Sunday, July 13, 2008

Obama Beyond the Sound Bites

After eight years of Bush-Cheney bluster and the promise of a regular-guy version from John McCain, the prospect of a president with more than a sound-bite view of American foreign policy was raised today in Fareed Zarakia's extended CNN interview with Barack Obama.

The Democratic candidate proposed to "bring back the kind of foreign policy that characterized the Truman administration with Marshall and Acheson and Kennan but also characterized to a large degree the first President Bush with people like Scowcroft and Powell and Baker...a fairly clear-eyed view of how the world works, and recognized that it is always in our interests to engage, to listen, to build alliances--to understand what our interests are, and to be fierce in protecting those interests, but to make sure that we understand it's very difficult for us to, as powerful as we are, to deal with all these issues by ourselves.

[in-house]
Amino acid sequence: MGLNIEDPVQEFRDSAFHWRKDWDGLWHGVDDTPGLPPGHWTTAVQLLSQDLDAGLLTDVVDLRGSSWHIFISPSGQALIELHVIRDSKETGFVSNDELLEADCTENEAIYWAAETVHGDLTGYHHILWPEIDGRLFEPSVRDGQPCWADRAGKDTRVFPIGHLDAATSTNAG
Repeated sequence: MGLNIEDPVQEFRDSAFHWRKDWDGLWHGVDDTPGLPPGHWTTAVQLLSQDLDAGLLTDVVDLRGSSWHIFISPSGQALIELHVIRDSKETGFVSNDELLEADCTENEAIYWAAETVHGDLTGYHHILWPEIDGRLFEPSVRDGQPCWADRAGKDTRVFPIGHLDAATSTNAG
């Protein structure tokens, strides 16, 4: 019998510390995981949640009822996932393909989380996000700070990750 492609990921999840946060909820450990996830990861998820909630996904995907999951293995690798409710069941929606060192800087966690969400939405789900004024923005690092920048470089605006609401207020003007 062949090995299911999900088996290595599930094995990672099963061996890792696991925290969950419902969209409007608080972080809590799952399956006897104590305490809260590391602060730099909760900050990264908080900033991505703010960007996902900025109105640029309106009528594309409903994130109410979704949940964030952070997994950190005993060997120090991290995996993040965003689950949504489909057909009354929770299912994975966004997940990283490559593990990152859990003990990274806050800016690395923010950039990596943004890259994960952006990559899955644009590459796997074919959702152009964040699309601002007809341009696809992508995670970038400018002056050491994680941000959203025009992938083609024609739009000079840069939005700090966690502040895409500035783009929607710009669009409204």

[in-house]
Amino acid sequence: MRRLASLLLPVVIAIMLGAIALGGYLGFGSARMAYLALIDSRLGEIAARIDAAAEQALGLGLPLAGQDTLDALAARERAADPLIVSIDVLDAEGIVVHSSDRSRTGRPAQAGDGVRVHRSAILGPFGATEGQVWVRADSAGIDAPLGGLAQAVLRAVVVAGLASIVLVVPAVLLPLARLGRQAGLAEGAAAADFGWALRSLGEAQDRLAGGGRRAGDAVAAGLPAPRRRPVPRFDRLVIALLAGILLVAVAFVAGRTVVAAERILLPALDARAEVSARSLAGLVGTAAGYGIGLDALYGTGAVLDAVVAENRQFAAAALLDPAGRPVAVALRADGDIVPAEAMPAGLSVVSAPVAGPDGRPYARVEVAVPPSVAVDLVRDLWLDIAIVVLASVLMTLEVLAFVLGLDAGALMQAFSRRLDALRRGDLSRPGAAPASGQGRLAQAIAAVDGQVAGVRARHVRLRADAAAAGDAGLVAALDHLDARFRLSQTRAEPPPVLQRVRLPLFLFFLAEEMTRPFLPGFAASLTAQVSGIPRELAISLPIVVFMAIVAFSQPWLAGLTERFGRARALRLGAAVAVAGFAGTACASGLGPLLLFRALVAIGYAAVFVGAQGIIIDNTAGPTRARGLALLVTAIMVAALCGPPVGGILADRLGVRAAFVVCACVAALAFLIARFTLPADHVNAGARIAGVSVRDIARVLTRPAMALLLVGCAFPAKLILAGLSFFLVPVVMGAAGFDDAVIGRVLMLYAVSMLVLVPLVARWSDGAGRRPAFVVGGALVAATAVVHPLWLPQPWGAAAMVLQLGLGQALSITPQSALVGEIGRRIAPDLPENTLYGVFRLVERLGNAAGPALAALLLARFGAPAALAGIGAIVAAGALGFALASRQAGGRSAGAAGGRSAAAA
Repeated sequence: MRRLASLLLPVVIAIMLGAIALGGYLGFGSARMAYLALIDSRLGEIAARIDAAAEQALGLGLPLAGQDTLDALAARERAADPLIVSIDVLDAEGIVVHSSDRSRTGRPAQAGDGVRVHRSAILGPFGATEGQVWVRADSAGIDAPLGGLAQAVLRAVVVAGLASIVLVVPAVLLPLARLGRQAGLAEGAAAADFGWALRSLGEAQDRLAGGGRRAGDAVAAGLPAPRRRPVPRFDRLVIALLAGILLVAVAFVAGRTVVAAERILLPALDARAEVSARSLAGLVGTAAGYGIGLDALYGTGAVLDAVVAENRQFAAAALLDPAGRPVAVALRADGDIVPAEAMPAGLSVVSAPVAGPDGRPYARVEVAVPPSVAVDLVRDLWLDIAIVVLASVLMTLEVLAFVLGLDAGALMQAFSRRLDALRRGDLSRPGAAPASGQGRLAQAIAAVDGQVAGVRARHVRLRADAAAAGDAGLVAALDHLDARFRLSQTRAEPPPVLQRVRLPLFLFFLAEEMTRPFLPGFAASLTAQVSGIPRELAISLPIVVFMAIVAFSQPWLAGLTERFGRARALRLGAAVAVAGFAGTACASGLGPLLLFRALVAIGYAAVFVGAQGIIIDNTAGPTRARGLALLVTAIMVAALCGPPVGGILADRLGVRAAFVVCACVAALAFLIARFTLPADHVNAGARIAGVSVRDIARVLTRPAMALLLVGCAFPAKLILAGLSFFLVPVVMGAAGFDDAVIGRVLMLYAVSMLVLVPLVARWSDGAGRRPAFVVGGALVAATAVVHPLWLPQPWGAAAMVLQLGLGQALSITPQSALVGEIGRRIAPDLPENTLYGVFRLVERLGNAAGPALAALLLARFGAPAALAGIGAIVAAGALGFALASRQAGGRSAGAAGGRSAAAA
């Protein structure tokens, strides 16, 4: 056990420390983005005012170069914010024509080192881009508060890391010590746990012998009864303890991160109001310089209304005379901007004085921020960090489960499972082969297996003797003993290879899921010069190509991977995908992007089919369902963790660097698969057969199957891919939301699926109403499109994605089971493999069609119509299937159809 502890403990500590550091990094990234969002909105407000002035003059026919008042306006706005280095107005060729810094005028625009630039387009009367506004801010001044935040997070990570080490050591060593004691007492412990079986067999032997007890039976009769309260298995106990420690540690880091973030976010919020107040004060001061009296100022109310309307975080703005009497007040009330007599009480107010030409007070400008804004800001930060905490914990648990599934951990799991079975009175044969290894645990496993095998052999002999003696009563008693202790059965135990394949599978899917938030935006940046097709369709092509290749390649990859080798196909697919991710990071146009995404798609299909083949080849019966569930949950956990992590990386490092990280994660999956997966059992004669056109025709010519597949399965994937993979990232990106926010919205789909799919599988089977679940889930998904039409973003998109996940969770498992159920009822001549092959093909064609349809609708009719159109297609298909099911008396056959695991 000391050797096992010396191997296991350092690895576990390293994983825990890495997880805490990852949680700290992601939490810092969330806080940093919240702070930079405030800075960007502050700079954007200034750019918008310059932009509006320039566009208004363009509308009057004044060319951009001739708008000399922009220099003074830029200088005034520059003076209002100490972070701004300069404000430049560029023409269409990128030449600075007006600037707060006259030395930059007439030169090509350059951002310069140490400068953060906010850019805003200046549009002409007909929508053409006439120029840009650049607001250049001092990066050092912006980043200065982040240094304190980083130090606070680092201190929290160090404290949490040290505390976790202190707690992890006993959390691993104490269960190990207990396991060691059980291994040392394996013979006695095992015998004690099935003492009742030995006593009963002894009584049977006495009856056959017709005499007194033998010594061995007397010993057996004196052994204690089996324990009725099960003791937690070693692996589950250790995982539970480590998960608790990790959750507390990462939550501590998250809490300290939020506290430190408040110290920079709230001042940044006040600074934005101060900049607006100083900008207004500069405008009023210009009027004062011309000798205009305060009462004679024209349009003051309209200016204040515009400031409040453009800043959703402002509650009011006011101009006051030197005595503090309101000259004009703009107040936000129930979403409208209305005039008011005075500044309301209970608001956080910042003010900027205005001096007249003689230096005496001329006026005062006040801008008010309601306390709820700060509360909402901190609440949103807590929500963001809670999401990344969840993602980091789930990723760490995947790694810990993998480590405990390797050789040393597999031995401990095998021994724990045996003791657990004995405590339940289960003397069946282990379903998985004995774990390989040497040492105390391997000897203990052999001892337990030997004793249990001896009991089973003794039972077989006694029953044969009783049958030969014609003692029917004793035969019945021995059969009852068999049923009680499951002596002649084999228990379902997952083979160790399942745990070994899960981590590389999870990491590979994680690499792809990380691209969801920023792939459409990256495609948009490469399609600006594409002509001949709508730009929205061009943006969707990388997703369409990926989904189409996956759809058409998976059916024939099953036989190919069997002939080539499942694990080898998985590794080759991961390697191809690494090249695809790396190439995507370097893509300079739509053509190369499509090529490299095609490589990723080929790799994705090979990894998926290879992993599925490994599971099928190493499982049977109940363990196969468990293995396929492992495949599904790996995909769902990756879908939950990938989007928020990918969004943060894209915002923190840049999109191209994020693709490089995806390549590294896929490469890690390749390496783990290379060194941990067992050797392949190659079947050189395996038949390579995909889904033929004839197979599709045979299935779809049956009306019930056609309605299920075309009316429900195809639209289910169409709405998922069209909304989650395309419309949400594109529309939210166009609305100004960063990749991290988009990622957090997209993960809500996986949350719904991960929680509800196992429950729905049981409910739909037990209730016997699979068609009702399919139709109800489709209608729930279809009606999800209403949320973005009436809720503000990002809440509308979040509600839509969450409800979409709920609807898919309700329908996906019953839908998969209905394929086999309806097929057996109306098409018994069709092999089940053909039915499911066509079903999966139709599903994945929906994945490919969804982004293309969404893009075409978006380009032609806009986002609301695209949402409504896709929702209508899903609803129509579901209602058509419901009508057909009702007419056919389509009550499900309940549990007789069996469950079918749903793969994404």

"We need to show leadership...through pulling people together wherever we can. There are going to be times where we have to act unilaterally to protect our interests. And I always reserve the right to do that, should I be commander in chief."

On the overriding issue of Islamic extremism, Obama said he would "hunt down those who would resort to violence to move their agenda, their ideology forward. We should be going after al Qaeda and those networks fiercely and effectively.

"But what we also want to do is to shrink the pool of potential recruits. And that involves engaging the Islamic world rather than vilifying it, and making sure that we understand that not only are those in Islam who would resort to violence a tiny fraction of the Islamic world, but that also, the Islamic world itself is diverse.

"And that lumping together Shia extremists with Sunni extremists, assuming that Persian culture is the same as Arab culture, that those kinds of errors...result in us not only being less effective in hunting down and isolating terrorists, but also in alienating what need to be our long-term allies on a whole host of issues."

The Republican spin machine will doubtlessly characterize that nuanced attitude toward American power in a complex and dangerous world as naïveté, weakness and vacillation. If voters believe that, we could be in for four more years of disastrous Neo-Con certainty, mock macho and isolation from the rest of the world.

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